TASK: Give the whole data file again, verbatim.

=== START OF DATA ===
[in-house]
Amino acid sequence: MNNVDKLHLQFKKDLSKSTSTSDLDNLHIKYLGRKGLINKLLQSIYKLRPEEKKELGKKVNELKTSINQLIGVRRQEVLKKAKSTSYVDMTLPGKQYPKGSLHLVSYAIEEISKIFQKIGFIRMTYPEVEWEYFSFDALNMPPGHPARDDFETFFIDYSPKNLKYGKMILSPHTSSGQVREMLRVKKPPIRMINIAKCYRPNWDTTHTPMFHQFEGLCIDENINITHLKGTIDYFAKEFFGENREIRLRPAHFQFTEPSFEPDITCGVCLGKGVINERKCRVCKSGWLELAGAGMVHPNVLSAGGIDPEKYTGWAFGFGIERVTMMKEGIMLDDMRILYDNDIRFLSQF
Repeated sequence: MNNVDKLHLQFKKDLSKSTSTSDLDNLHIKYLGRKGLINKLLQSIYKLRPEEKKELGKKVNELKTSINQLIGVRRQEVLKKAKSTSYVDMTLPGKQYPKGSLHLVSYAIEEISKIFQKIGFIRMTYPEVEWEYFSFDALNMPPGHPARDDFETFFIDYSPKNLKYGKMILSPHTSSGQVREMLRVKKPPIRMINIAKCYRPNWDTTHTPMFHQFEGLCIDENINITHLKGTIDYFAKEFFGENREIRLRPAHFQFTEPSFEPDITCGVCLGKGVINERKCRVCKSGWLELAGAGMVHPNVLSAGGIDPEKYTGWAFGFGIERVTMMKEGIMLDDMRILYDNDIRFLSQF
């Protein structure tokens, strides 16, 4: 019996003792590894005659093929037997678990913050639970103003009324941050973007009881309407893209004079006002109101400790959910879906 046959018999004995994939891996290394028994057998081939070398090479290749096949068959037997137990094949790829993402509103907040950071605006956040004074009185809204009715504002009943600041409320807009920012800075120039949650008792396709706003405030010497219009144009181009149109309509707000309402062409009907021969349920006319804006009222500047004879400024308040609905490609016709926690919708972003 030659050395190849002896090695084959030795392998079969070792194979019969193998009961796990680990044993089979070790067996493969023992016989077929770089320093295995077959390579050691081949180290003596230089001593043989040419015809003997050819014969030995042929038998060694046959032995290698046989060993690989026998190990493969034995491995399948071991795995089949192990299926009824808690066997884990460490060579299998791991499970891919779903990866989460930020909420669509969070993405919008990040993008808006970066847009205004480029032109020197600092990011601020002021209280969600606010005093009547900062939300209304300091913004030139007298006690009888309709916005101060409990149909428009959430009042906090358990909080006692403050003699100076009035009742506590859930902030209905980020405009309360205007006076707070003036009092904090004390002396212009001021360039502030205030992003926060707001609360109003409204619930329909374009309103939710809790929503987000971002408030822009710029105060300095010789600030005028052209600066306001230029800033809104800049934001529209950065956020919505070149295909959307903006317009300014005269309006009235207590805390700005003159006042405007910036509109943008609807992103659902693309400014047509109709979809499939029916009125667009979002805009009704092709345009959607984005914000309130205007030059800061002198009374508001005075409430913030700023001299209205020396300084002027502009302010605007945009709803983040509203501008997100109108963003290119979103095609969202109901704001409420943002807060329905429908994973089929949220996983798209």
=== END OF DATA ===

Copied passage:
[in-house]
Amino acid sequence: MNNVDKLHLQFKKDLSKSTSTSDLDNLHIKYLGRKGLINKLLQSIYKLRPEEKKELGKKVNELKTSINQLIGVRRQEVLKKAKSTSYVDMTLPGKQYPKGSLHLVSYAIEEISKIFQKIGFIRMTYPEVEWEYFSFDALNMPPGHPARDDFETFFIDYSPKNLKYGKMILSPHTSSGQVREMLRVKKPPIRMINIAKCYRPNWDTTHTPMFHQFEGLCIDENINITHLKGTIDYFAKEFFGENREIRLRPAHFQFTEPSFEPDITCGVCLGKGVINERKCRVCKSGWLELAGAGMVHPNVLSAGGIDPEKYTGWAFGFGIERVTMMKEGIMLDDMRILYDNDIRFLSQF
Repeated sequence: MNNVDKLHLQFKKDLSKSTSTSDLDNLHIKYLGRKGLINKLLQSIYKLRPEEKKELGKKVNELKTSINQLIGVRRQEVLKKAKSTSYVDMTLPGKQYPKGSLHLVSYAIEEISKIFQKIGFIRMTYPEVEWEYFSFDALNMPPGHPARDDFETFFIDYSPKNLKYGKMILSPHTSSGQVREMLRVKKPPIRMINIAKCYRPNWDTTHTPMFHQFEGLCIDENINITHLKGTIDYFAKEFFGENREIRLRPAHFQFTEPSFEPDITCGVCLGKGVINERKCRVCKSGWLELAGAGMVHPNVLSAGGIDPEKYTGWAFGFGIERVTMMKEGIMLDDMRILYDNDIRFLSQF
């Protein structure tokens, strides 16, 4: 019996003792590894005659093929037997678990913050639970103003009324941050973007009881309407893209004079006002109101400790959910879906 046959018999004995994939891996290394028994057998081939070398090479290749096949068959037997137990094949790829993402509103907040950071605006956040004074009185809204009715504002009943600041409320807009920012800075120039949650008792396709706003405030010497219009144009181009149109309509707000309402062409009907021969349920006319804006009222500047004879400024308040609905490609016709926690919708972003 030659050395190849002896090695084959030795392998079969070792194979019969193998009961796990680990044993089979070790067996493969023992016989077929770089320093295995077959390579050691081949180290003596230089001593043989040419015809003997050819014969030995042929038998060694046959032995290698046989060993690989026998190990493969034995491995399948071991795995089949192990299926009824808690066997884990460490060579299998791991499970891919779903990866989460930020909420669509969070993405919008990040993008808006970066847009205004480029032109020197600092990011601020002021209280969600606010005093009547900062939300209304300091913004030139007298006690009888309709916005101060409990149909428009959430009042906090358990909080006692403050003699100076009035009742506590859930902030209905980020405009309360205007006076707070003036009092904090004390002396212009001021360039502030205030992003926060707001609360109003409204619930329909374009309103939710809790929503987000971002408030822009710029105060300095010789600030005028052209600066306001230029800033809104800049934001529209950065956020919505070149295909959307903006317009300014005269309006009235207590805390700005003159006042405007910036509109943008609807992103659902693309400014047509109709979809499939029916009125667009979002805009009704092709345009959607984005914000309130205007030059800061002198009374508001005075409430913030700023001299209205020396300084002027502009302010605007945009709803983040509203501008997100109108963003290119979103095609969202109901704001409420943002807060329905429908994973089929949220996983798209």